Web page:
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Thoughts on the Aftermath of Hutton

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Hold up! Before you read on, please read this...

This post was published more than 16 years ago

I keep old posts on the site because I often enjoy reading old content on other people's sites. It can be interesting to see how views have changed over time: for example, how my strident teenage views have, to put it mildly, mellowed.

I'm not a believer in brushing the past under the carpet. I've written some offensive rubbish on here in the past: deleting it and pretending it never happened doesn't change that. I hope that stumbling across something that's 16 years old won't offend anyone anew, because I hope that people can understand that what I thought and felt and wrote about then is probably very different to what I think and feel and write about now. It's a relic of an (albeit recent) bygone era.

So, given the age of this post, please bear in mind:

  • My views may well have changed in the last 16 years. I have written some very silly things over the years, many of which I find cringeworthy today.
  • This post might use words or language in ways which I would now consider inappropriate, offensive, embarrassing, or all three.
  • Factual information might be outdated.
  • Links might be broken, and embedded material might not appear properly.

Okay. Consider yourself duly warned. Read on...

The BBC made a mistake in broadcasting an inaccurate report, which was unfair to the government and eventually led to the death of Dr David Kelly. Consequently, the two most senior figures have resigned, and the BBC has been heavily criticised by Lord Hutton.

The Government made a mistake in interpreting intelligence material about Iraqi weapons, and huge numbers of Iraqi and British citizens were killed as a result – including Dr David Kelly, who publically spoke out about the infamous dossier. The two most senior figures are still occupying their posts, and the government has not been criticised by Hutton.

Fair?

Oh, and if you think the BBC’s bad, look at how Fox is reporting the story…Talk about hypocrisy, you really HAVE to see this…

The transcript:

My Word. Well, today the British Broadcasting Corporation was forced to pay up for its blatant anti-Americanism before and during the Iraq war – a frothing at the mouth anti-Americanism which was obsessive irrational and dishonest.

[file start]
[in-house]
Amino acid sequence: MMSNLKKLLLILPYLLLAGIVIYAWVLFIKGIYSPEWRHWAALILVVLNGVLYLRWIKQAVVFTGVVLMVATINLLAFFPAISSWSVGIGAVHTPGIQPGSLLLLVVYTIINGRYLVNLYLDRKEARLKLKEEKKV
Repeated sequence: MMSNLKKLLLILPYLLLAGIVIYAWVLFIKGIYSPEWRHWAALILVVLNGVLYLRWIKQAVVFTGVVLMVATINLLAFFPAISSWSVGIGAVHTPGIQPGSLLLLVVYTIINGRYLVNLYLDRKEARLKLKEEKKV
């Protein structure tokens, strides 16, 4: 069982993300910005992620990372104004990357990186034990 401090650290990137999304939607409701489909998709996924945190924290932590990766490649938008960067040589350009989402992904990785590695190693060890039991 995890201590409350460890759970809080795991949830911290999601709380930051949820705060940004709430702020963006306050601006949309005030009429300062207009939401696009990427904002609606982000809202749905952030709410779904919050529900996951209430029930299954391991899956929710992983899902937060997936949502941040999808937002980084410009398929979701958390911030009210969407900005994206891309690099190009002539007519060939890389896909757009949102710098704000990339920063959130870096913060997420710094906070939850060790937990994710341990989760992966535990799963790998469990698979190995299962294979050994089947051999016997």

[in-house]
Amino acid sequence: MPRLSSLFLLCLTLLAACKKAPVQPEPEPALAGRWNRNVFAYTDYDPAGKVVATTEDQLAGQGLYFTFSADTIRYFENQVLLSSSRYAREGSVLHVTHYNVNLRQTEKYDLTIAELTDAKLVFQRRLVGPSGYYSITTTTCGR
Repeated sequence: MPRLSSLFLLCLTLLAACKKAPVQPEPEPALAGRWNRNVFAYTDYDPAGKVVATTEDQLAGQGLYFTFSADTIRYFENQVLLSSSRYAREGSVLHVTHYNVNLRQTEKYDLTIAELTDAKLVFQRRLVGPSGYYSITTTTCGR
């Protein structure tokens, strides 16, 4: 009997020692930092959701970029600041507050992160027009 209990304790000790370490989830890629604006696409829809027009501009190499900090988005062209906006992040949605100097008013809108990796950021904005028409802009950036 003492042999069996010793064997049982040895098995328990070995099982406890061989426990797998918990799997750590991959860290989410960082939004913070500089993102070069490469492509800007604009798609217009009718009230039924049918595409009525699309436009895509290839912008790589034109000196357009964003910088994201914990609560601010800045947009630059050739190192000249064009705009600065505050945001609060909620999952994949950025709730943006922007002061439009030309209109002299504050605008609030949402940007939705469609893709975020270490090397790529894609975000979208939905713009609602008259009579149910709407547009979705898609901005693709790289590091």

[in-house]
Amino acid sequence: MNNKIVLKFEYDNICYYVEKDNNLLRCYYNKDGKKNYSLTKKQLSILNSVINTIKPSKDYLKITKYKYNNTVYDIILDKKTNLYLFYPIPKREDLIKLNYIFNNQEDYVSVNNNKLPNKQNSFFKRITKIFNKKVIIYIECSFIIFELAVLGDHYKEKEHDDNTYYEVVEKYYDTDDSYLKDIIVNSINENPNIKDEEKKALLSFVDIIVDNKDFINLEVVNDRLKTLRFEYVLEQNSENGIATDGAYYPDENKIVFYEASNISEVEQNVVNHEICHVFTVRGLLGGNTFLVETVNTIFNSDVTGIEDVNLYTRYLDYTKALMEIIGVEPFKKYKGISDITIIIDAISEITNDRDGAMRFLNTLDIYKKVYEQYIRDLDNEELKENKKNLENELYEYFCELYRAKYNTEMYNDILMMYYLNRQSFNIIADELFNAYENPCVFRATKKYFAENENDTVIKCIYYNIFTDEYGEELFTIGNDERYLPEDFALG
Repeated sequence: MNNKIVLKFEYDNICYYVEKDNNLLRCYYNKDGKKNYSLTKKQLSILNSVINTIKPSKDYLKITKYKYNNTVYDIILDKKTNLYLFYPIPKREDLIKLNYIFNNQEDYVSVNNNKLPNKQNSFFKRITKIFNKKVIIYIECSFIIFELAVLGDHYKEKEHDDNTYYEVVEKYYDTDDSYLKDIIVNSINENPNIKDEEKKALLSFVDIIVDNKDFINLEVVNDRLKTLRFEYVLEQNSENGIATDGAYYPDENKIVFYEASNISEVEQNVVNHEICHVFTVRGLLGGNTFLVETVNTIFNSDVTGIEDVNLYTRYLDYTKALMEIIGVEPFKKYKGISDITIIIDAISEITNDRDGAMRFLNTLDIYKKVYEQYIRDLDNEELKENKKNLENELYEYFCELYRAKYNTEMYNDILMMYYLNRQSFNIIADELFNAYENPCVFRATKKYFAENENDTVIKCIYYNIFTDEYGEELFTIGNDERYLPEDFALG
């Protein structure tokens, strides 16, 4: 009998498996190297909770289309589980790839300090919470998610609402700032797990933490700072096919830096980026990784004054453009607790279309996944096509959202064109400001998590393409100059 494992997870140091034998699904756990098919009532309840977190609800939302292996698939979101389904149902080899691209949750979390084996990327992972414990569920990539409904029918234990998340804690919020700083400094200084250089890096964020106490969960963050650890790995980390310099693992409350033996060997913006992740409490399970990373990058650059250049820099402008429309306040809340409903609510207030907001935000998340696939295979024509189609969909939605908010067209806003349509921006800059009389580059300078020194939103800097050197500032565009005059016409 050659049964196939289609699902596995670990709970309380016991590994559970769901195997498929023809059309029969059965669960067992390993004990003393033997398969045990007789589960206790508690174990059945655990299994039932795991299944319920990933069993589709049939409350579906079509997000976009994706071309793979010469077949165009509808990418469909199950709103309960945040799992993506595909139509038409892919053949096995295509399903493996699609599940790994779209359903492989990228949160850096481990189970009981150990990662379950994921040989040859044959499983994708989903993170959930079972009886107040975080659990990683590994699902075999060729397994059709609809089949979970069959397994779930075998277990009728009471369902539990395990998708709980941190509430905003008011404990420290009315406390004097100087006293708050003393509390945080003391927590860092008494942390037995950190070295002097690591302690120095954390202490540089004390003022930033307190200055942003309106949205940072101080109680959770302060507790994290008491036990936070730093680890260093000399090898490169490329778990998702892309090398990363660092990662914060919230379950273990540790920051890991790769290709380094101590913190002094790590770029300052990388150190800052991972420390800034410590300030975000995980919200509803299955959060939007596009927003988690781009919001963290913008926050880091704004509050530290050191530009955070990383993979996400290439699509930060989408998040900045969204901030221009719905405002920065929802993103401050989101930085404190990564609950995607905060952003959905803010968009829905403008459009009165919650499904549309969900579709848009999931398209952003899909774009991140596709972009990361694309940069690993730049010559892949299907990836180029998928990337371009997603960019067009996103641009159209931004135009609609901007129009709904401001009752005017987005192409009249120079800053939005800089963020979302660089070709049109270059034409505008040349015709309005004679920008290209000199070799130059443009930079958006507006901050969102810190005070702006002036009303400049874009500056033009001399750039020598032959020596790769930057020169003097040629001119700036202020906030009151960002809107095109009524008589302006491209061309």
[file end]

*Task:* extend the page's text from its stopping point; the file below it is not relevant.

The BBC – the Beeb – was one of the worst offenders in the British press because it felt entitled to not only pillory America, Americans and George W Bush but felt entitled to lie and when caught lying felt entitled to defend its lying reporters and executives.

The incident involved the reporter Andrew Gilligan who made a fool of himself in Baghdad when the American invasion actually arrived in the Iraqi capital. Gilligan, pro-Iraqi and anti-American insisted on the air that the Iraqi military was heroically repulsing an incompetent American military. Video from our own Greg Kelly, of the American army moving through Baghdad at will put the lie to that.

After the war, back in London, Gilligan got a guy called David Kelly to tell him a few things about pre-war assessments about Iraqi weapons programmes and Gilligan exaggerated – lied – about what Kelly had told him.

Kelly committed suicide over the story and the BBC, far from blaming itself, insisted its reporter had the right to lie, exaggerate, because, well, the BBC knew the war was wrong and anything it could say to underscore that point had to be right. A British government investigation slammed the BBC today and a Beeb exec resigned today to show they got it – but they don’t. Next time you hear the BBC brag about how much superior the Brits are about delivering the news rather than Americans who wear flags in their lapels, remember it was the Beeb caught lying. My Word.

Originally posted on The LBSC

This 68th post was filed under: Media, News and Comment, Politics.




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